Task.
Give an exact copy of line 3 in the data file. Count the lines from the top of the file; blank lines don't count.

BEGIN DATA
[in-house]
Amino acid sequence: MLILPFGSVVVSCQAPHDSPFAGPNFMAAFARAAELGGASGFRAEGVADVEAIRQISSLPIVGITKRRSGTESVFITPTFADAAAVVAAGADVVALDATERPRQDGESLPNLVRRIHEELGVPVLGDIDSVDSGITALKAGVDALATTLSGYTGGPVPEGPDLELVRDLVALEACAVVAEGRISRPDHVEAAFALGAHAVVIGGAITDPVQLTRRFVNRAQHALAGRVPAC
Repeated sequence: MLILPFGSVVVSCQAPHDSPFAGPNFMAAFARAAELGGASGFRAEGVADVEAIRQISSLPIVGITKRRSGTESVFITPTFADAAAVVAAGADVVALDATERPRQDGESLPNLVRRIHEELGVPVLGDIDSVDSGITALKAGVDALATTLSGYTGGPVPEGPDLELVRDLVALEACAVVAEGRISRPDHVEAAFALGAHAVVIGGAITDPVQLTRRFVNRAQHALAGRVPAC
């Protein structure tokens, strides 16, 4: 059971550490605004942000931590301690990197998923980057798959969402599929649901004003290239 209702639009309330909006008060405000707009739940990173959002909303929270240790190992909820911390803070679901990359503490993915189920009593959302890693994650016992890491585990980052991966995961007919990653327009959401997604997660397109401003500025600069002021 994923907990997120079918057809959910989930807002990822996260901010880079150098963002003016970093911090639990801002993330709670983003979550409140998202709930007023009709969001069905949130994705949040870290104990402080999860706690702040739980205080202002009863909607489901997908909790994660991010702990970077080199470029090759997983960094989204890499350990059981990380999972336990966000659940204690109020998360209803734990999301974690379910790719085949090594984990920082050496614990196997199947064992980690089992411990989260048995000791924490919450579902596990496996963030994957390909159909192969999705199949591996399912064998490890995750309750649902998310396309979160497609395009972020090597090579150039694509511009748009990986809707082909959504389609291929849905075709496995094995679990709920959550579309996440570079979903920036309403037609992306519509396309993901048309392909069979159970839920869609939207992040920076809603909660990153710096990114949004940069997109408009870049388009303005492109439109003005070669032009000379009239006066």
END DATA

Repeated sequence: MLILPFGSVVVSCQAPHDSPFAGPNFMAAFARAAELGGASGFRAEGVADVEAIRQISSLPIVGITKRRSGTESVFITPTFADAAAVVAAGADVVALDATERPRQDGESLPNLVRRIHEELGVPVLGDIDSVDSGITALKAGVDALATTLSGYTGGPVPEGPDLELVRDLVALEACAVVAEGRISRPDHVEAAFALGAHAVVIGGAITDPVQLTRRFVNRAQHALAGRVPAC